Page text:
• Sneezing, wheezing and coughing – these symptoms will be particularly prevalent if your cat also has asthma. If your cat has not been diagnosed with asthma and displays these symptoms, you should bring them to the surgery so our vets can establish the cause.

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How can hay fever in cats be treated and prevented?

If your cat displays any of the symptoms above, you should book an appointment at the surgery so that our vets can provide a diagnosis and subsequent treatment. Some of the symptoms can also indicate other health problems so your vet will rule these out before deciding on an appropriate treatment. Some of the ways that hay fever can be relieved and treated in cats includes:

  • Daily antihistamines – these can reduce your cats reaction to pollen in the long term, and are most effective when used preventatively before your cat is exposed to the allergen
  • Cortisone, steroids or allergy injections for airborne pollens – these will help to get symptoms under control if your cat’s allergies are really bad
  • Bathing – giving your cat a bath once or twice a week will be useful in removing pollen from their coat, thus relieving itching. Speak to your vet for recommendations on what shampoo you should use.

It is important that you don’t try any home remedies before checking with your vet, as you could make the problem worse. Medication also requires a prescription so it is vital that you bring your cat to the surgery so that we can ensure they receive the treatment they require.

Of course, in an ideal world prevention is better than cure, though unfortunately it is often not possible to completely remove pollen from a cat’s environment. Keeping your cat inside when there is a high pollen count will of course help to avoid onset of symptoms, though this is easier said than done, particularly with those adventurous felines!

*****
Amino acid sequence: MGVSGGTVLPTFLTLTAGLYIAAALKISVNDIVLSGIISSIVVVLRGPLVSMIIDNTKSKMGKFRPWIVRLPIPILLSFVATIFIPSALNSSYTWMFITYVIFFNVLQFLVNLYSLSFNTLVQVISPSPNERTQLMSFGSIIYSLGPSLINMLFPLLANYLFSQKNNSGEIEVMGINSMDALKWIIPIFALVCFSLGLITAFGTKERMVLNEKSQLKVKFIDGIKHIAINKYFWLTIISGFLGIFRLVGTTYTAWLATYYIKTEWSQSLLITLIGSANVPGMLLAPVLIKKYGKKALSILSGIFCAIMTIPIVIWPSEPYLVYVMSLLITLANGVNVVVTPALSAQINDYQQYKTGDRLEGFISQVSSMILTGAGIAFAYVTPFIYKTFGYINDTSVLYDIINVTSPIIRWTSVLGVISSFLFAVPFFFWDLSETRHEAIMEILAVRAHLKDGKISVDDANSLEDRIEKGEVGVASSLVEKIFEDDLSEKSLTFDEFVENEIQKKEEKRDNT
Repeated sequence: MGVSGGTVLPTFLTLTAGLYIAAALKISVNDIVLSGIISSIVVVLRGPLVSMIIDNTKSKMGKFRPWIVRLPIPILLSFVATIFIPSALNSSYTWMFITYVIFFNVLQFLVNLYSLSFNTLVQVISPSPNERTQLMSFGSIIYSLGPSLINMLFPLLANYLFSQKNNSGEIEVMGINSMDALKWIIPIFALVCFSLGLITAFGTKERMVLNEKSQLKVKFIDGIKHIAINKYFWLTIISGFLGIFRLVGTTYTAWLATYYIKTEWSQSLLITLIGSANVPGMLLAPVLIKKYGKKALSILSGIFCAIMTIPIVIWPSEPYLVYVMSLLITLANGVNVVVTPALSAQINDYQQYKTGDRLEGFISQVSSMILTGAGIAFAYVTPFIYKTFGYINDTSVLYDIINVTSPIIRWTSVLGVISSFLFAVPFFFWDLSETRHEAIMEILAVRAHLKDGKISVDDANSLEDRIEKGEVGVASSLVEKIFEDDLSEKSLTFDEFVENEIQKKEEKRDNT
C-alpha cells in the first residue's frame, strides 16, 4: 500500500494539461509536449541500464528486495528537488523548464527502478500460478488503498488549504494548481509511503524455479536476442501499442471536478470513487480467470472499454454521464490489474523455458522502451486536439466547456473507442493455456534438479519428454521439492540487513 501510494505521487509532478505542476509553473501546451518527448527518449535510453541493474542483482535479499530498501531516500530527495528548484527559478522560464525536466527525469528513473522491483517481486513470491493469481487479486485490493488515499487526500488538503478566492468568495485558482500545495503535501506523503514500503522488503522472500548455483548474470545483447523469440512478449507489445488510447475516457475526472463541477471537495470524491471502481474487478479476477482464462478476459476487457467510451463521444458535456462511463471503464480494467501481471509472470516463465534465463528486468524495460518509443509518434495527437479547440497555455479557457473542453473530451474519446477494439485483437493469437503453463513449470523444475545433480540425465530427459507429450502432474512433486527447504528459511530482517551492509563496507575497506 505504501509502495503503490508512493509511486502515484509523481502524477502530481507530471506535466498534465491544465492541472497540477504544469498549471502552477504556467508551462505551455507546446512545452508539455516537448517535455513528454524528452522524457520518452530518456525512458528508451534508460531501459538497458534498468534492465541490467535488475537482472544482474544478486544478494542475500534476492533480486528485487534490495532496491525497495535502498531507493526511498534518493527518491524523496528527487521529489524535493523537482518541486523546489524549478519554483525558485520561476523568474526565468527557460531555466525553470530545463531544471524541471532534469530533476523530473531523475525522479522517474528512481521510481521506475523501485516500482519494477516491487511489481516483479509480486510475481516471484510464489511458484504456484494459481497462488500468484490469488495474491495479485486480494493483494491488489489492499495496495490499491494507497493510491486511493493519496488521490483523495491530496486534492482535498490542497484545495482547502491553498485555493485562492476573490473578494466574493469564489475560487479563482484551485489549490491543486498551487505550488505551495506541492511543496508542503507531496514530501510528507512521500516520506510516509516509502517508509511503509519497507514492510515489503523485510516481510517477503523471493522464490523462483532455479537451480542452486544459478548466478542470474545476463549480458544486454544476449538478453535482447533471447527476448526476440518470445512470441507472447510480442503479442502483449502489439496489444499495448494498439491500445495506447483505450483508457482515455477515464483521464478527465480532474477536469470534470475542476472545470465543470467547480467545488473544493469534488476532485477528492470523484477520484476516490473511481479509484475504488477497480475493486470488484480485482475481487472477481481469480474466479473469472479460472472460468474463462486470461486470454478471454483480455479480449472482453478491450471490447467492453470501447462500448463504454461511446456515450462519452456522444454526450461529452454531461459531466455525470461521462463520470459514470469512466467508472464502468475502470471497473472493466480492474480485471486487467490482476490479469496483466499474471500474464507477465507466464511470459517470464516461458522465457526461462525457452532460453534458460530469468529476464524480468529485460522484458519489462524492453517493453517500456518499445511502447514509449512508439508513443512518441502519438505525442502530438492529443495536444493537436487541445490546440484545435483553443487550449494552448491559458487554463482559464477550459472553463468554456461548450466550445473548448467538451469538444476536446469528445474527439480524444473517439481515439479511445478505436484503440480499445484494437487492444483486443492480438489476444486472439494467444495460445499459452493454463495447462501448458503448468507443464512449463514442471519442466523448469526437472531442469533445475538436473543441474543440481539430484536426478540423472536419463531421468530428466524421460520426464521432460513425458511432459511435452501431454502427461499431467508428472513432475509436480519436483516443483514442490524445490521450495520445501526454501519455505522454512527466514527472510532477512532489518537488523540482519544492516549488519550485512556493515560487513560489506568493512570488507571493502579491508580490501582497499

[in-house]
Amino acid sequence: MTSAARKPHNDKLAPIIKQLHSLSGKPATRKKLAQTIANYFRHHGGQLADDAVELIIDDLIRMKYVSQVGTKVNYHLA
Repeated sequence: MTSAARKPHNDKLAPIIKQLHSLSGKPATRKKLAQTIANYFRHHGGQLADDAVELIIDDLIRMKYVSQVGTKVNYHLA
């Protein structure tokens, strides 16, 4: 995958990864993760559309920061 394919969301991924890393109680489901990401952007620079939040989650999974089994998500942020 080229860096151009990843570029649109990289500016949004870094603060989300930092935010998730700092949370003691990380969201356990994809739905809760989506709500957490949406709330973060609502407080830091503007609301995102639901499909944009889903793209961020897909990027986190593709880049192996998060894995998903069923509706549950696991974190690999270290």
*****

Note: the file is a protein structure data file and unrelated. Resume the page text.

However, you can help reduce the amount of pollen in the cat’s indoor environment by vacuuming and dusting on a regular basis, including regularly cleaning their beds and toys. Brushing your cat can also help to remove pollen from their coat, so try to do this at least once a day.

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What else could be causing hay fever-like symptoms in a cat?

Some of the symptoms of hay fever in cats are also commonly associated with fleas, so you should rule this out before bringing them to the surgery for allergy advice. Check your cat’s coat for flea droppings, and make sure that your cat is up-to-date with monthly flea treatments.

There are also many other allergens that could be responsible for your cat’s symptoms.

Cat allergies can be divided into 3 main categories – flea allergy, environmental allergy and food allergy. If your cat’s symptoms are seasonal (worse in the summer and better during the winter) then it is most likely at least partly due to pollen. On the other hand, if your cat has symptoms all year round or out of pollen season, then they are probably being affected by another kind of allergy.

Cat’s often have multiple allergies, so bringing your cat to the surgery for a thorough examination is recommended. Our team here at Knutsford Vets can perform tests, including allergy testing to see whether your cat is reacting to pollen or something else, such as certain food or cleaning products.